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With spring around the corner, Iranians everywhere are preparing for the Persian New Year with food, music and rituals — and for the first time, so is Mickey Mouse.
In a video published earlier this week by Disney Junior on YouTube, Mickey is seen getting ready for Nowruz and teaching children how they can partake in celebrations. The 13-day holiday, which begins on March 20 this year and marks the first day of spring, means “new day” in Persian.
The holiday is celebrated by millions around the world including Middle Eastern and South Asian countries like Afghanistan, Turkey, Uzbekistan, India and Pakistan.
“I’m so excited to share with you a very special holiday celebration: Nowruz, it’s the Persian New Year,” Mickey says in the video, before jumping over fire to welcome spring (a tradition on “Chaharshanbeh Suri”). Mickey also showcases his “haftseen,” a table that features seven symbolic items to celebrate the New Year, and later dances to Persian music.
Iranians have widely shared the video on Instagram and Twitter, where it was met with both surprise and excitement. Some said that it is the first time they recall ever seeing the holiday depicted in pop culture. Others were emotional seeing such an iconic character celebrating their beloved holiday.
Alireza Ardekani, the executive director at the Iranian American nonprofit organization Farhang Foundation, said he found the video after his 8-year-old niece showed it to him.
“We celebrate Nowruz every year and she was shocked to see that Mickey Mouse was talking about Nowruz and celebrating it,” he said. “I was as just excited because that was news to me and I’d never seen anything like this before, having Nowruz celebrated and amplified on such a scale, especially for young children.”
Ardekani said he believes videos like this are a great way to educate children who aren’t Iranian in an accessible and digestible form, taking some of that responsibility off Iranian children.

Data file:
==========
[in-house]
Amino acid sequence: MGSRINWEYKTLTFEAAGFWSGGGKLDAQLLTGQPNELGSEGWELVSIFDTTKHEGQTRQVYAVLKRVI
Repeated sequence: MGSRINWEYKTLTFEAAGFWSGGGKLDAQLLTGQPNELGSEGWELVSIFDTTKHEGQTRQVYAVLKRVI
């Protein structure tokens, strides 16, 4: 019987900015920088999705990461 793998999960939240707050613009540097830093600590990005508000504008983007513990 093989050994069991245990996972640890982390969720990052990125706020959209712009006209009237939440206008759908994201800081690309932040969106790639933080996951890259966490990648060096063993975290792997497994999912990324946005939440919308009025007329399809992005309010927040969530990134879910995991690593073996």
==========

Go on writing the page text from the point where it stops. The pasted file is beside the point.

“The reach that Disney has is tremendous on a global scale,” he said. “Children from ethnic minority backgrounds always feel like they have to explain themselves or explain their traditions where the mainstream traditions don’t need any explanation.”
This isn’t Mickey’s first holiday celebration. Back in October, Disney Junior released a video where he taught viewers the meaning and traditions of the Indian holiday Diwali.
In an email statement, Alyssa Sapire, senior vice president of development, series and strategy at Disney Junior, told NBC News that the goal of the “Me & Mickey” shorts is to “invite preschoolers to laugh and play along with Mickey as he talks about everyday topics familiar to their lives, while also spurring curiosity about the world around them by exploring new places and celebrating holidays from many different cultures.”
It means a lot to me personally to be able to introduce this beautiful holiday to those that may not know about it, while also providing that type of representation for other young Persian kids like my daughter.
-Chris Ultimo, the art director of VFX and animation for Disney Branded Television
Chris Ultimo, the art director of VFX and animation for Disney Branded Television, said he found inspiration for Mickey’s newest celebration in his own home. He said his wife is Persian and knew he wanted to highlight Nowruz so his daughter could see her culture represented on screen.
“I’m so happy that it has resonated with other young children and their families watching at home,” he told NBC News in an email statement. “It means a lot to me personally to be able to introduce this beautiful holiday to those that may not know about it, while also providing that type of representation for other young Persian kids like my daughter.”
Online, Iranians continue to share their joy over the clip.
“Knowing Iranians inside Iran can feel more seen because of this video or that Iranians in the diaspora can have a resource to share with future generations or non-Iranian friends has us in our feels,” influencer Mandy Ansari Jensen wrote in an Instagram post.
“This is something I couldn’t even dream up as a child who would walk to the little Iranian market to rent pirated children’s videos in Persian to get a small slice of the culture and traditions I hold so dear. This is something that generations to come will cherish.”
“@Disney made a video of Mickey Mouse wishing folks a happy Persian New Year (March 20th, the 1st day of Spring),” another person tweeted. “He even says it in Persian at the end. Incredible. Did not expect this!”
“MICKEY MOUSE IS CELEBRATING NOROOZ!!!! I REPEAT! MICKEY MOUSE IS CELEBRATING PERSIAN NEW YEAR!!!!” wrote another Twitter user.
“A reminder that representation in entertainment matters: My dad texted me this video of Mickey Mouse explaining Nowruz, and I teared up imagining kids everywhere watching this,” wrote another user. “Thank you to the team at Disney who made it happen.”
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